Be Prepared and Proactive to Manage Potential Banking Challenges

Date August 16, 2023
Article Authors

Financial stability and effective banking relationships are crucial for the success of any construction company. Cash flow can be a never-ending issue. For many contractors, their lines of credit allow them to continue to operate through long and delayed cash-flow cycles. Other construction companies simply need a line of credit available for bonding for larger projects. However, recently unanticipated banking constraints have been causing disruptions and financial strain—and now, more than ever, it is essential for construction companies to be prepared and proactive in order to manage banking challenges. It is time to take a step back and reevaluate your position with your current financial institution and begin to develop a backup plan—just in case. Here are a few key points that will help you remain stable and ready to handle a potential issue with your bank.

Diversify banking relationships

Relying on a single bank can expose a construction company to significant risks if that bank encounters financial difficulties or operational problems. When you diversify your banking relationship, you can spread your risk and ensure options in case of disruptions. Building relationships with multiple banks gives you access to a broader range of financial services and strengthens your company’s position during times of uncertainty. It is always a good business practice to have a second bank up to date on your needs and financial status, including addressing a scenario where you might find yourself out of favor with your current bank. Getting up and running with a new financial institution can take longer than you might expect. Being proactive and keeping another bank up to date shortens that time period.

Keep a close eye on your financial statements

To stay prepared for potential banking issues, construction companies should conduct regular financial health checks. This involves monitoring key financial indicators, such as cash flow, debt levels, and liquidity ratios. Proactive companies watch these indicators regularly and work hard to ensure they understand their position with their bank. Up-to-date financial statements allow open conversations with the bank to ensure they understand your situation and will not be surprised in the event of a downturn in your business.

Maintain Strong Communication Channels

Establishing continuous lines of communication with banking partners is essential for construction companies. Regular and open dialogue helps build trust and allows for early notification of any potential banking issues. It is crucial to keep your banks informed about your ongoing projects, financial projections, and any significant changes in your company. Being proactive with communication has always been looked upon favorably by banks and allows them to prepare alternative routes of financing when needed.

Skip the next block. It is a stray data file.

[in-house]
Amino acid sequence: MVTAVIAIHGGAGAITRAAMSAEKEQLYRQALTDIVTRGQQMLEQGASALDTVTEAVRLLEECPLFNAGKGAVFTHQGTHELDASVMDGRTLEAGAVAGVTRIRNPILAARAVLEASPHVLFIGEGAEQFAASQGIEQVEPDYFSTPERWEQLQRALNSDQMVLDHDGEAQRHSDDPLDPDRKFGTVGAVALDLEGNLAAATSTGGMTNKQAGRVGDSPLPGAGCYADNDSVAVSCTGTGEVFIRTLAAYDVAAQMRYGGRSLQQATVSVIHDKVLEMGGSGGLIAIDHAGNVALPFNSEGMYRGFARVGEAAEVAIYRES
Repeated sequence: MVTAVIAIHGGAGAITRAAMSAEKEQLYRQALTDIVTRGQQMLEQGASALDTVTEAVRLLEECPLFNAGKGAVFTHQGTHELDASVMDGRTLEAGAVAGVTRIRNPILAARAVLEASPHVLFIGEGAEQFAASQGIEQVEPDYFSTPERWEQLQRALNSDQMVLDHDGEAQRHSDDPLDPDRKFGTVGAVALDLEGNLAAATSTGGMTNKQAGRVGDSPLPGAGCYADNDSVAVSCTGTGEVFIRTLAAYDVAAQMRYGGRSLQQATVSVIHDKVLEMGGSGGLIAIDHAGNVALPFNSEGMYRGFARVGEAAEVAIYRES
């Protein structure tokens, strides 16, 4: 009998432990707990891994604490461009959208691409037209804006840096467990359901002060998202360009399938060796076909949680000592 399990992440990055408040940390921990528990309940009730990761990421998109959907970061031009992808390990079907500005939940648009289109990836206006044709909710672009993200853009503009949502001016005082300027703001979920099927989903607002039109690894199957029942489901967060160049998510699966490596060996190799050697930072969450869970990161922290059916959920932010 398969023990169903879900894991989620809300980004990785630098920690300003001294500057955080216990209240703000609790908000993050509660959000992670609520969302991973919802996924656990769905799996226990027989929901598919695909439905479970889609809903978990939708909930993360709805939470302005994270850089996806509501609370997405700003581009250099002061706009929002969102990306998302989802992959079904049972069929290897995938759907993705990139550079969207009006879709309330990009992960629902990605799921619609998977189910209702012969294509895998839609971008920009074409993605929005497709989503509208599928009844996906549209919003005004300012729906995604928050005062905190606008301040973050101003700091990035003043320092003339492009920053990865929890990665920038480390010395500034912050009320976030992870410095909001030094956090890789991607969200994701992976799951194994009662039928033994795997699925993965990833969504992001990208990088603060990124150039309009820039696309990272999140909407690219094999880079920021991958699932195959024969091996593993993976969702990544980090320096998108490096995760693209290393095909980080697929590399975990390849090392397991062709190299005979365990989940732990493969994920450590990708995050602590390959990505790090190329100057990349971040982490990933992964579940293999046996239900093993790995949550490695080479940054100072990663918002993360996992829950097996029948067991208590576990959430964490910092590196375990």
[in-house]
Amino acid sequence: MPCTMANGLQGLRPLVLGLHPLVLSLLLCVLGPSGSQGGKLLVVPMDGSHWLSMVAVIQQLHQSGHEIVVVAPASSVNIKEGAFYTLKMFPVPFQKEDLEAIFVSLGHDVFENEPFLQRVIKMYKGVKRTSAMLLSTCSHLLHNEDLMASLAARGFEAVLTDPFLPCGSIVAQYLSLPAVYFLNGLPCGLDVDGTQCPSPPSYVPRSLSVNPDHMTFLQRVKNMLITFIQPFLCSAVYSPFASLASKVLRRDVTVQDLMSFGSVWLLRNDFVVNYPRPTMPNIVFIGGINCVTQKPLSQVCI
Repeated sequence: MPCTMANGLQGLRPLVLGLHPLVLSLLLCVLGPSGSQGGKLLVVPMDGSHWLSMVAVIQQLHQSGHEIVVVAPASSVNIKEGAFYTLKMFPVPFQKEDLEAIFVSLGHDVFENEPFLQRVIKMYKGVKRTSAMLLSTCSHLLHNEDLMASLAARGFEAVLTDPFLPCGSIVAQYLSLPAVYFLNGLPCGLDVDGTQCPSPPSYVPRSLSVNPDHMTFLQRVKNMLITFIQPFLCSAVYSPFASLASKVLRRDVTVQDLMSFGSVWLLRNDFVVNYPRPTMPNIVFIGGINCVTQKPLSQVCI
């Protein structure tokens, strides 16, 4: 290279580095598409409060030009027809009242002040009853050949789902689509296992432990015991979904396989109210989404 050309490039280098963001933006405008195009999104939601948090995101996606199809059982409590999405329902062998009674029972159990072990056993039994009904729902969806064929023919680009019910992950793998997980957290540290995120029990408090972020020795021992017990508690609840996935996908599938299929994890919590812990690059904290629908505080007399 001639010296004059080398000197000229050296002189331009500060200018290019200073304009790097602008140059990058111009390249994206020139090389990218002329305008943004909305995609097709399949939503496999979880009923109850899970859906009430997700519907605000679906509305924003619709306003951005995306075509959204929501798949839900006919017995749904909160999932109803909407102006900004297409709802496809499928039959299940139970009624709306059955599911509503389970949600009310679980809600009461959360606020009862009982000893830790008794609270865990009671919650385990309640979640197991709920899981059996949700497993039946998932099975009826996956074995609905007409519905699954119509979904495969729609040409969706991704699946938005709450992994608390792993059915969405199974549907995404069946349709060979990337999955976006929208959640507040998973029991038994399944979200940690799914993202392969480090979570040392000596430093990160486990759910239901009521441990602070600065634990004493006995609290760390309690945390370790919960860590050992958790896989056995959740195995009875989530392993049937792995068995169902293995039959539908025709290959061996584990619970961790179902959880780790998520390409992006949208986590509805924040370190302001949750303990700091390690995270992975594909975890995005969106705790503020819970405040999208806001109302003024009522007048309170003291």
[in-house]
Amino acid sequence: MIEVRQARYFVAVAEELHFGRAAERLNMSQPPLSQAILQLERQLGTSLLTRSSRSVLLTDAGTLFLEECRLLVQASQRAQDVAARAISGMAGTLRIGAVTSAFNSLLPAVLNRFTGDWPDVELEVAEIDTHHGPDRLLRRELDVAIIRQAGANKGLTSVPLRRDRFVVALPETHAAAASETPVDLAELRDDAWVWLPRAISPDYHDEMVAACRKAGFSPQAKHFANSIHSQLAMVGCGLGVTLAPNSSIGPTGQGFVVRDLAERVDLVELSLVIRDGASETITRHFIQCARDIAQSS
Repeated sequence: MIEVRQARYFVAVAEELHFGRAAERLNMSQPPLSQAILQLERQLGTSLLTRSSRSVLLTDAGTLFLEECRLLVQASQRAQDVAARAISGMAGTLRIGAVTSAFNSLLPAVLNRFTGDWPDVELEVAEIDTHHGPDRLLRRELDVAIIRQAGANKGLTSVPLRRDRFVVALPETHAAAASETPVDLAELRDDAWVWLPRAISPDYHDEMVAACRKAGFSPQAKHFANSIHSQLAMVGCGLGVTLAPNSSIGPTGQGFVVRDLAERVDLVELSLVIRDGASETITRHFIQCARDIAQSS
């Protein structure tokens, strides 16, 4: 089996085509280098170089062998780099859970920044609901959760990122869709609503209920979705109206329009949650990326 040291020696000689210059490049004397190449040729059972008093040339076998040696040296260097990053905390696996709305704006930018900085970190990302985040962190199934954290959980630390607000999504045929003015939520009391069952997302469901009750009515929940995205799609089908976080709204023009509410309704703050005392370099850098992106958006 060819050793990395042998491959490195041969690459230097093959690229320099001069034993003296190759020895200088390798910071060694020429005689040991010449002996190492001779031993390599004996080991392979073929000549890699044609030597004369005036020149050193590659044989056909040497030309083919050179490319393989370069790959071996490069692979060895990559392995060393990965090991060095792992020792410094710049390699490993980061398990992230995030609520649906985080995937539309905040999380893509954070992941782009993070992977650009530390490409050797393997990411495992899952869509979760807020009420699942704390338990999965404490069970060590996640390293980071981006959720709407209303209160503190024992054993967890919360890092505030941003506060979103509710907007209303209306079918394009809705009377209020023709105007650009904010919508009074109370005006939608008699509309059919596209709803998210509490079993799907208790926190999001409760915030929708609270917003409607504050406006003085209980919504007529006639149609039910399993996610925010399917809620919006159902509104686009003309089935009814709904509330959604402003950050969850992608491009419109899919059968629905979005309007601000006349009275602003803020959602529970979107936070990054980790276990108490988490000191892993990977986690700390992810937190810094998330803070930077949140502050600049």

Have a Plan B

Constructing a well-thought-out contingency plan is vital for mitigating the impact of banking issues. Banks can quickly pivot away from certain industries when they feel their exposure is over-weighted in a specific industry. Sometimes, even relatively healthy companies can be asked to look elsewhere for financing. Options can be limited for construction companies that, for example, might require a line of credit to operate or even to be approved for bonding. Your Plan B might involve exploring alternative financing options, such as non-traditional lines of credit or working capital loans, as well as building emergency fund balances.

A strong banking relationship is a critical aspect of running a successful construction company. By being prepared and proactive, you can strengthen your resilience and mitigate the impact of banking challenges. Having a backup plan allows construction companies to focus on delivering projects efficiently and maintaining their financial stability even in the face of unexpected banking disruptions.

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GAAP Requires Nonprofits to Report In-Kind Donations on Financial Statements

Date February 15, 2022
Article Authors

The GAAP requirement for the reporting of gifts in-kind has been in existence for a number of years. In June 2018, the Board issued Accounting Standards Update No. 2018-08, Not-for-Profit Entities (Topic 958): Clarifying the Scope and the Accounting Guidance for Contributions Received and Contributions Made. This Standard focused predominately on the revenue recognition of donations in-kind and with a heightened focus on donated services rather than all nonfinancial assets. The presentation and disclosure of contributed nonfinancial assets differed greatly among nonprofit entities.

To help supplement its cash resources, many nonprofit entities rely heavily on donors for contributions, which can be classified as either financial or in-kind, i.e., nonfinancial assets. Financial contributions are commonly received in the form of grants, pledges, or donations and are received by the organization through a transfer of monetary funds from the donor. In-kind contributions are nonfinancial assets, including goods or services received at no cost or below market cost. Nonfinancial assets include tangible items such as food, clothing, medical or other supplies, furniture and intangible items such as services, voluntary labor, or facilities.